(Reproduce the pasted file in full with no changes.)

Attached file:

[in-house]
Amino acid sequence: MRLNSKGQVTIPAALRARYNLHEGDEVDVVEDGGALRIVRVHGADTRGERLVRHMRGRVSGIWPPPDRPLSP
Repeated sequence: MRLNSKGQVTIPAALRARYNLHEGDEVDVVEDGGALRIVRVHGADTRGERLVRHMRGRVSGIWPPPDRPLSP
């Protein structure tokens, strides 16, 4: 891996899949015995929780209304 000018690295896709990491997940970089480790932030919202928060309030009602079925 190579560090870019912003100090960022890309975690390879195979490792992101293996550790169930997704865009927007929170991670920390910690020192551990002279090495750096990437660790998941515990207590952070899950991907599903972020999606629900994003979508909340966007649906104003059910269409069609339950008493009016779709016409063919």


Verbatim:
[in-house]
Amino acid sequence: MRLNSKGQVTIPAALRARYNLHEGDEVDVVEDGGALRIVRVHGADTRGERLVRHMRGRVSGIWPPPDRPLSP
Repeated sequence: MRLNSKGQVTIPAALRARYNLHEGDEVDVVEDGGALRIVRVHGADTRGERLVRHMRGRVSGIWPPPDRPLSP
């Protein structure tokens, strides 16, 4: 891996899949015995929780209304 000018690295896709990491997940970089480790932030919202928060309030009602079925 190579560090870019912003100090960022890309975690390879195979490792992101293996550790169930997704865009927007929170991670920390910690020192551990002279090495750096990437660790998941515990207590952070899950991907599903972020999606629900994003979508909340966007649906104003059910269409069609339950008493009016779709016409063919």